The mini-revival of the Irish language
Sometimes, we Irish tend to view the survival of Gaeilge in apocalyptic terms, so good to get an international perspective:
Fiontar shares some similarities with the Flagship programs here in the US. Achieving proficiency in a language, often in conjunction with a non-language major -- business, law, technology, medicine, communications, whatever. http://www.thelanguageflagship.org/
Different catalysts but a similar pedagogy.
Lovely to see Duolingo front and center in The Irish Times. That led me off to another article (may have already shown up on the Discussion)
Once I finish the Irish tree, I plan on working with the Connemara dialect through Mícheál Ó Siadhail's book learning Irish. This seems to be both a very impressive way to get to know the dialect and to review and improve grammar with a great deal of included audio support.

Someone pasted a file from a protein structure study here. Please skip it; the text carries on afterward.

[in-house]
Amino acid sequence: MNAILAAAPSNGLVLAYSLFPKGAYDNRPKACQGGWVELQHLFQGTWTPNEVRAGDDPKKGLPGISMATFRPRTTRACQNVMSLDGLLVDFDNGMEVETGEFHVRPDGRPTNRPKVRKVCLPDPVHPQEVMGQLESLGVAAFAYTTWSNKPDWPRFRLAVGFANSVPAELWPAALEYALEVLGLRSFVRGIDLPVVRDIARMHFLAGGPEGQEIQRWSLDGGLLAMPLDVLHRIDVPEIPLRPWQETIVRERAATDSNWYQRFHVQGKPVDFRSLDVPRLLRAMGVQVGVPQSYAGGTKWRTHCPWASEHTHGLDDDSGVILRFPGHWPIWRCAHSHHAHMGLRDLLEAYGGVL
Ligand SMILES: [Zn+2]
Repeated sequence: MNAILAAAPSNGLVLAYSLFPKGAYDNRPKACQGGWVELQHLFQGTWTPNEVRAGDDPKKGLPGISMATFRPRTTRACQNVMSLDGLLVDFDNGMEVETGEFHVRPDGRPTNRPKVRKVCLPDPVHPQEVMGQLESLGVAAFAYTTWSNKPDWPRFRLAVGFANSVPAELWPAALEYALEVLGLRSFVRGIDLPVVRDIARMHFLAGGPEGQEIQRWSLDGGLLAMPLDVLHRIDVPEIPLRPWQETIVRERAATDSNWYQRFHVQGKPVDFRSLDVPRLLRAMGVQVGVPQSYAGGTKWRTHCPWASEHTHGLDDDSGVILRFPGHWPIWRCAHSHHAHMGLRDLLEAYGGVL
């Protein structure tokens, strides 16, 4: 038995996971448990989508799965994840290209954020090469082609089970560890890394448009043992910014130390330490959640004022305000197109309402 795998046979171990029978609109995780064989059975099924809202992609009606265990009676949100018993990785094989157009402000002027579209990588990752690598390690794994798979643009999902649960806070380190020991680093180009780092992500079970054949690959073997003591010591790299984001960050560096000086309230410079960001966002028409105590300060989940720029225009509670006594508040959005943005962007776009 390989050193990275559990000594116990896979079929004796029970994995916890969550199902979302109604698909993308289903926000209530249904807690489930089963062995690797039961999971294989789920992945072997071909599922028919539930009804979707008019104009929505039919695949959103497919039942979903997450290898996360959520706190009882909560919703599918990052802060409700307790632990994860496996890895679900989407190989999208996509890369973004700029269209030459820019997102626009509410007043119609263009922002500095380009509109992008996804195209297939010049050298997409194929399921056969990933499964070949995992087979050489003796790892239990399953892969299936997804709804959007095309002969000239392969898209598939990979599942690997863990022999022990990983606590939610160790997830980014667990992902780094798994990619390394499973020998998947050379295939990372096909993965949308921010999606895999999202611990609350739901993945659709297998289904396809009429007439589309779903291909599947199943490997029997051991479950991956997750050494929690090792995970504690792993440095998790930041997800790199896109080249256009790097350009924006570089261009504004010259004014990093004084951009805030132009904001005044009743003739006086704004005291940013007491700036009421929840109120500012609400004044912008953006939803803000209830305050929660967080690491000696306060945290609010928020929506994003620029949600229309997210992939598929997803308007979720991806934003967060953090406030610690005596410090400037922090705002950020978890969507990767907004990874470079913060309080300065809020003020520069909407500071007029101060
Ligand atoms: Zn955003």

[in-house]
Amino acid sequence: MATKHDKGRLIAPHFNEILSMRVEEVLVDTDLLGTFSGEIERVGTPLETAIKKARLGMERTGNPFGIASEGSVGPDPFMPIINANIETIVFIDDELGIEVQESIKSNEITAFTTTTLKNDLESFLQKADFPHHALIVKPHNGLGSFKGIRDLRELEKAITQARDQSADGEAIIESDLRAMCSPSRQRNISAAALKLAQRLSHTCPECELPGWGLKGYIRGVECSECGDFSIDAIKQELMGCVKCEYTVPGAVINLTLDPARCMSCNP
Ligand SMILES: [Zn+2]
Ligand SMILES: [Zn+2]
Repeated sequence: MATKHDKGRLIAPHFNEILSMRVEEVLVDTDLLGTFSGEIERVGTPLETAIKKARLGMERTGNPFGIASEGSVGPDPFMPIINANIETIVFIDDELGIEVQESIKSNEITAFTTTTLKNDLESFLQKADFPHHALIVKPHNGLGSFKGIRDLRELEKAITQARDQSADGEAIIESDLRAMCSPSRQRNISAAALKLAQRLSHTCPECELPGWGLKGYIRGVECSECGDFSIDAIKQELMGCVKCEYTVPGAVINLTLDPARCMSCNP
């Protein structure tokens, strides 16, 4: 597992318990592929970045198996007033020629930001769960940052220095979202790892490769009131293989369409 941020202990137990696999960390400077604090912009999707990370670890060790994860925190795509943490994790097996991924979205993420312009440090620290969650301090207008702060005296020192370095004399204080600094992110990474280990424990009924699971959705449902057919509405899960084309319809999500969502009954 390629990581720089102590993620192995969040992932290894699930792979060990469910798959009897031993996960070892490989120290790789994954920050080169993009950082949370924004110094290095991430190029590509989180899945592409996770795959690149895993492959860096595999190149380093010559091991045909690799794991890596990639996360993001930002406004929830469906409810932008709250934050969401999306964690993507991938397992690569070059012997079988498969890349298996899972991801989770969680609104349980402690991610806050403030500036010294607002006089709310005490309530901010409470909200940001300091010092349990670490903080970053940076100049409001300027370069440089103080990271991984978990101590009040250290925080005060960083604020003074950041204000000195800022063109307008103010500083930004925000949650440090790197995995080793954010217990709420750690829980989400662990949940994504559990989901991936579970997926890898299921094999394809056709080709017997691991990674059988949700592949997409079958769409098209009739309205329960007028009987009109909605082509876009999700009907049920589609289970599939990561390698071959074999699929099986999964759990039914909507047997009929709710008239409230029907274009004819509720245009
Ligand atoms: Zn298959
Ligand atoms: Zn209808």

The problem with this 'revival' is that it focuses on quantity over quality, so as to speak. That is, sure, more people speak Irish now, but they mostly don't even bother with correct pronunciation (vast majority of Irish speakers I've heard has a strong English accent), and they tend to use simplified Official Standard forms wherever such distinction exists. Also you can hear English idioms translated into Irish, word-for-word, way too often.
Every time a language gets a large influx of new non-native speakers, it will change that language. I don't necessarily see that as a bad thing though.
While conformity to the native style is certainly something to strive for, the fact that the language is undergoing change is also a sign that it's alive still. To me, the changes in the language are a sign that the revival is making an impact. Even if it's not bringing it back from the edge, it's certainly extending the life of the language.